There’s a good chance your smartphone has more processing power than a 1985 Cray-2 Supercomputer. What it doesn’t have is a display big enough for a spreadsheet, or a keyboard good for more than cramped fumbling.
Enter the Superbook, currently available for $99 through a Kicksterter campaign. It looks like a slim laptop, but it doesn’t have its own storage or processor. Instead, it gets its power and data connection from your Android phone, via a simple USB cable and a free app. In addition to the keyboard and screen, the Smartbook has a battery, which will last 8 hours and actually charge your phone as you use it.
Together, a phone and the Smartbook are plenty for basic word processing, email, and web browsing—all most people really need.
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There have been a few tries at phone-laptop crossovers, including by major players like Motorola, but none have proven durable. The Smartbook, created by Andromium Inc., seems to have circled back around at the right moment. It has raised over $2.1 million from 12,800 backers so far in its ongoing campaign.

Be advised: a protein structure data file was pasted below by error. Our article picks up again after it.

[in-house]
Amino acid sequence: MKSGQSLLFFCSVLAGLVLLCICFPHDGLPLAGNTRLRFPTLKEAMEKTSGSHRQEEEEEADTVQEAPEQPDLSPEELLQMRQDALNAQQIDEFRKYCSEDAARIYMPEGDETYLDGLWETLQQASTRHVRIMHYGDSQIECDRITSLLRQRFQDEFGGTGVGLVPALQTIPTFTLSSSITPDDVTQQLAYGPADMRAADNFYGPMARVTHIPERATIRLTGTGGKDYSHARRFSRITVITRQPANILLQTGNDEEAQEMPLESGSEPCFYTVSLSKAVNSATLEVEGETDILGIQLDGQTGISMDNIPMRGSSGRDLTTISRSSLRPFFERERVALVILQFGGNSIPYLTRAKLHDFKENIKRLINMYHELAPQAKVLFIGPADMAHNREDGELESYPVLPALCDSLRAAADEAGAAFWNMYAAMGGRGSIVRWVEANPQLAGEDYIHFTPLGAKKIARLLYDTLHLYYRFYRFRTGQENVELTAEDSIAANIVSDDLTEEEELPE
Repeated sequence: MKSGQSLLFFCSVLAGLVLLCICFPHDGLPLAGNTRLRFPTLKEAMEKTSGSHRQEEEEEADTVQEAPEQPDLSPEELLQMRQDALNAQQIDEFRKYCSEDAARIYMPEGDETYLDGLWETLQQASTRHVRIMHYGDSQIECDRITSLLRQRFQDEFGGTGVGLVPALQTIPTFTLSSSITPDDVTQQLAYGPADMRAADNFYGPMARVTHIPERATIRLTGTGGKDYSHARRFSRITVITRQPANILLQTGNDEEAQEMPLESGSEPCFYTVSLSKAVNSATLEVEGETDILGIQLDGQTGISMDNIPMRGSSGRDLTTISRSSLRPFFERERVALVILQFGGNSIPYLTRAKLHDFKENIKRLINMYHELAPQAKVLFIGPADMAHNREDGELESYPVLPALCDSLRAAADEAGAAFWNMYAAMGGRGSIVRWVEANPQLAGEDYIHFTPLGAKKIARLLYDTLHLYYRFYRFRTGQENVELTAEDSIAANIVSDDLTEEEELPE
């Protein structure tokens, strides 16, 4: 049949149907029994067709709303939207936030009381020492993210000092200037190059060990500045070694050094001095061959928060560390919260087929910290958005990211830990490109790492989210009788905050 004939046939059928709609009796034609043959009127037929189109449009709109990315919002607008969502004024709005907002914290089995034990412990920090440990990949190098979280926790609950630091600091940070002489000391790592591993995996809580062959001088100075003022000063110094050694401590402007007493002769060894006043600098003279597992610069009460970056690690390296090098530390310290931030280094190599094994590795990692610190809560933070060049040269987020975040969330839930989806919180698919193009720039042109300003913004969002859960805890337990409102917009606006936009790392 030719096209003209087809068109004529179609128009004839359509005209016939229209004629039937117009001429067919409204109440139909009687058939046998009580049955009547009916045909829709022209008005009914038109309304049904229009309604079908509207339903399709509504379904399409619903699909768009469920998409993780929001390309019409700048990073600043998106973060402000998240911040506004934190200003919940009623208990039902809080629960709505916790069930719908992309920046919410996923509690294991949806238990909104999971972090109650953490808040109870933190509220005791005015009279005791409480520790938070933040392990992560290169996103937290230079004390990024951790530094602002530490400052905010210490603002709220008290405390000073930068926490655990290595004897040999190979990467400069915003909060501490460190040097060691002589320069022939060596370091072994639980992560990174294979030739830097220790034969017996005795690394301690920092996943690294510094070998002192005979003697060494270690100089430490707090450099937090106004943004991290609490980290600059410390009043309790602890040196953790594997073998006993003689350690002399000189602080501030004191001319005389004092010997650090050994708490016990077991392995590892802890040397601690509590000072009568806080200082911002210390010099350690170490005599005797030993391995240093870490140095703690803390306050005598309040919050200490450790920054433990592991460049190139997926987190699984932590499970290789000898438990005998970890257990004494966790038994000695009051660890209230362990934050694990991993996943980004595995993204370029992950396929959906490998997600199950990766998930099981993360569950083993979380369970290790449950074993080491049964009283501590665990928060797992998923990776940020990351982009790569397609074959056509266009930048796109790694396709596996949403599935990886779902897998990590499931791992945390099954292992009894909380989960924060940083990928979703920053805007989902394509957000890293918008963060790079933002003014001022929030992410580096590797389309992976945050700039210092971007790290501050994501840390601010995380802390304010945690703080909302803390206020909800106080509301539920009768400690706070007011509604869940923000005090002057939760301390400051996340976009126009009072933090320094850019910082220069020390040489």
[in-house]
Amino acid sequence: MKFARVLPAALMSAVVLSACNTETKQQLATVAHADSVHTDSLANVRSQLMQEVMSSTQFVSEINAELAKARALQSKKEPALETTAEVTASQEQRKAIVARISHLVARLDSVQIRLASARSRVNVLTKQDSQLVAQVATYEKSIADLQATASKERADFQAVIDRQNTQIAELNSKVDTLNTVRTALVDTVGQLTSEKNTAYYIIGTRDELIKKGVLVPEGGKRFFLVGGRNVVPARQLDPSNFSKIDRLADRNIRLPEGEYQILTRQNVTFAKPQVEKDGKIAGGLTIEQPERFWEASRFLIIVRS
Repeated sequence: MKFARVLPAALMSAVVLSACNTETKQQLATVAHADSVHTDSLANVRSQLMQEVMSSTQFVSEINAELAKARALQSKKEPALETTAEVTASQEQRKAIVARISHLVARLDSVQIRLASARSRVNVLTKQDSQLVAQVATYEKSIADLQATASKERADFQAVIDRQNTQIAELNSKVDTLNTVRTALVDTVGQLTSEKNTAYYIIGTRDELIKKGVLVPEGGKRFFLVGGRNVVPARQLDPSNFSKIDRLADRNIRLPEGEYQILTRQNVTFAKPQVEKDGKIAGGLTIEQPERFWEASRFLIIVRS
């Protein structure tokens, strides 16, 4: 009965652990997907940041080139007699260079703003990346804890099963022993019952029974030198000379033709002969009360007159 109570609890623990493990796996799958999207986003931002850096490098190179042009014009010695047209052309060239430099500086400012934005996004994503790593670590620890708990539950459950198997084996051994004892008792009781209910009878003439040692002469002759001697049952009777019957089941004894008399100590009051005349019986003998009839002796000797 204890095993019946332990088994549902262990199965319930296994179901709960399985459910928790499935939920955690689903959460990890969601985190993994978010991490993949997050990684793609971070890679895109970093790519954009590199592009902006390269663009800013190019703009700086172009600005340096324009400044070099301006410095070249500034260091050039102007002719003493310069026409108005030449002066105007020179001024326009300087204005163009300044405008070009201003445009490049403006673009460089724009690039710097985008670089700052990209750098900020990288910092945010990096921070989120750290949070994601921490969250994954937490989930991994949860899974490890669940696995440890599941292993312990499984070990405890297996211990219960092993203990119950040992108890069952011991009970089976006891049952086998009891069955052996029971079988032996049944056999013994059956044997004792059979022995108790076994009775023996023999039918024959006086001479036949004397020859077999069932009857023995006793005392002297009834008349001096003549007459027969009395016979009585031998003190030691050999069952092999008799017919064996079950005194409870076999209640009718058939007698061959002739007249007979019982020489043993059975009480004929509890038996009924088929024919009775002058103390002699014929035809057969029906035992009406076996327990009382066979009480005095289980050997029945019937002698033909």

That success may be because smartphones are now truly powerful enough to provide a PC-like experience. The Android environment also now provides a nearly complete application ecosystem, with everything from games to accounting apps to CAD software.
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The Smartbook campaign is even a turnaround for Andromium itself, which tried in early 2015 to fund a similar, but less successful project. The Andromium dock was intended to connect to an external keyboard and monitor, turning a phone into a desktop, rather than a laptop. The more portable form factor, clearly, has a lot more appeal.
There is a major common thread between the two projects, though. The Andromium team, which includes alums of Google and Y Combinator, is strongly motivated to help users in developing countries, where smartphones (mostly Android-based) are becoming increasingly common, but both PCs and wi-fi connectivity are still rare. As part of the current campaign, you can donate a Superbook to the Nelson Mandela Long Walk to Freedom Education Project’s #Freedom2Learn, which promotes computing accessibility in Africa.
At press time, the Superbook Kickstarter campaign has five days left. The Superbook is projected to ship to backers in February of 2017.